Sheltering Our Homeless Veterans


It is estimated that 75,000 veterans are sleeping on the streets on a given night, and about 135,000 have spent at least one night in a shelter, according to recent surveys. This fall, there are 28 communities across the nation, including San Francisco, St. Louis and Miami, that are looking to combat this trend. Special programs will work to highlight the issue and give more aid to homeless veterans in need, as well as provide resources to veterans’ families and those at risk of becoming homeless.

The “Make the Call” campaign is part of the Veterans Administration’s push to eliminate veteran homelessness by 2015. These local programs will explore veteran homelessness and encourage community members and military families to assist those in need by contacting the VA.

The VA will offer a broad range of aid programs, including healthcare for homeless veterans, healthcare and other services for veterans exiting prison, information on programs like Veteran Stand Downs, Drop-In Centers, and the VA’s Homeless Veteran Dental Assistance Program.

This new plan to tackle veteran homelessness is a much needed improvement from past programs, which relied primarily on providing temporary housing solutions. Today, the focus is on prevention and finding permanent housing for those in need.

In the VA’s Compensated Work Therapy program, homeless veterans earn pay while learning new job skills, relearning successful work habits and regaining a sense of self-esteem and self-worth

The VA’s call center for homeless veterans, staffed around the clock by trained professionals, is 877-4AID-VET (or 877-424-3838). For a full list of the new campaign’s cities and start dates, visit the VA’s Public and Intergovernmental Affairs page.


Photo thanks to Tattooed JJ under creative commons license on Flickr.

7 thoughts on “Sheltering Our Homeless Veterans”

  1. Most homeless shelter in fla will,give the bed to a vet first.any homeless vet needs to go to the unemployment offices an ask the va person in charge to help,ours does in port charlotte.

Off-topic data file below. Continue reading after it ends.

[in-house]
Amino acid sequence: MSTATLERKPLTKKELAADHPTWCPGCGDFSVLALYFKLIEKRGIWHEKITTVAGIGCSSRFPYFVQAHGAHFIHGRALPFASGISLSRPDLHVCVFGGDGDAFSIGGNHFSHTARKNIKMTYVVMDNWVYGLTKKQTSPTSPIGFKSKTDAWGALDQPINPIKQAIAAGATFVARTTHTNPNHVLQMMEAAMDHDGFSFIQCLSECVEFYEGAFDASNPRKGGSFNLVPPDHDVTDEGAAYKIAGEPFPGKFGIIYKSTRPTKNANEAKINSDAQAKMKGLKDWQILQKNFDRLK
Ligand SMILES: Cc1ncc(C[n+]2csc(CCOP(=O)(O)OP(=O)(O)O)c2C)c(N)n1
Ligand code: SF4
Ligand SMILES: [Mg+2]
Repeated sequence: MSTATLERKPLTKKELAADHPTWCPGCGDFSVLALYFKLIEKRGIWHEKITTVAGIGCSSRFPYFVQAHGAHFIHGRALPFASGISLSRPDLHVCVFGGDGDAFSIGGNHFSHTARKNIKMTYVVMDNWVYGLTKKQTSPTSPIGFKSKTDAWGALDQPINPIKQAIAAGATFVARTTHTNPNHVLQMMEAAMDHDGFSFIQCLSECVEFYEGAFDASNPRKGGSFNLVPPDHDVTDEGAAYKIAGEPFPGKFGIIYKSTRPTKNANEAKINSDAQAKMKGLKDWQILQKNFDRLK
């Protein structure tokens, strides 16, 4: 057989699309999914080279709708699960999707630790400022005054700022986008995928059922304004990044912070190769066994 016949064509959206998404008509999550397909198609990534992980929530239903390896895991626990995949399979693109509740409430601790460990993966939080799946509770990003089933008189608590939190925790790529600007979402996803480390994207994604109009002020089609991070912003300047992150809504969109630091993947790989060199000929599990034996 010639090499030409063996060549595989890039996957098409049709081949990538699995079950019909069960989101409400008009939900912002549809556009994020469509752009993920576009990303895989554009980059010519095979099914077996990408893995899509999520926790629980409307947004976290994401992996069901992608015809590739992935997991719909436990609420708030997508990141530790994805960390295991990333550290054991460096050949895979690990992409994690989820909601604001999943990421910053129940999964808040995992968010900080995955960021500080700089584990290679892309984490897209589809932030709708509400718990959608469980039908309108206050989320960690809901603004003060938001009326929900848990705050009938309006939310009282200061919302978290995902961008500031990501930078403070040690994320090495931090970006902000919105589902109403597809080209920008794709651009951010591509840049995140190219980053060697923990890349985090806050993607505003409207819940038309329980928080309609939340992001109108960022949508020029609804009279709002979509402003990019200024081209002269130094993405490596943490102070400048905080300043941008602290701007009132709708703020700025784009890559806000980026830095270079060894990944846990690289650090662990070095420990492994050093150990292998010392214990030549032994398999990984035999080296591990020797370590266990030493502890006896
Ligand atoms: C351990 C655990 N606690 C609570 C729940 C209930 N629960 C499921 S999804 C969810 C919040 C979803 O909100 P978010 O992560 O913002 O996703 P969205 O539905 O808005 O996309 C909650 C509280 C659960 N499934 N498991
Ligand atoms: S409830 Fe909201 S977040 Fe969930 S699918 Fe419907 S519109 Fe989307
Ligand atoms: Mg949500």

2. =( Get ready for more homeless vets. The Army is downsizing drastically. The war in Iraq is “ending”. Some of the future homeless may be my battle buddies right now. I do not want to see that. What is being done right now is not enough. Sad, but true.

  3. This is a national Discrace. When we send our men and woman to war we have a moral oblication to bring them home, make them whole and care for them until they are as go as when they left. Shame on us.

  4. iam a homeless vet been waiting for compensation from inhaling asbestoes dust longbeach naval shipyard in1979 to1980 will proably die homeless before any compensation comes my way tired of couch surfing so is my family .

  5. I came home after two years in Vietnam and Laos to massive unemployment and indifference to Veterans in 1972. I wasn’t spit on when I got to SF airport. I was ignored. Unemployment was endemic then as now. Veterans were a dime a dozen as well. We are just the detritus of war swept under the carpet. Now, 40 years later and dying from Hepatitis C and AO, I see a new wave of the same thing. Homelessness, unemployment, and indifference are soon going to be the norm again. Americans will eventually grow tired of the Tet offensives and the Kabul quagmires. They will become deaf and blind again to the Vet’s plight. The flag waving will subside except for one day in November and those who championed our cause will drift on to others. We are condemned to this as surely as death and taxes. Witness the virtual refusal of the VHA to even investigate the link between jetguns used in vaccinations to the Hepatitis C outbreak. If you went in between 64 and 78, you are 67% more likely to have it. Vietnam Vets are the highest percentage yet the VBA continues to find it merely “plausible”. Afghan and Iraqi Vets are in for a shock some day in the future when the VA starts telling them there is no correlation between some disease they come down with and their service in that theatre. America is doomed to repeat this history about every fifty years judging from what I see now. I pray every night I’m wrong.

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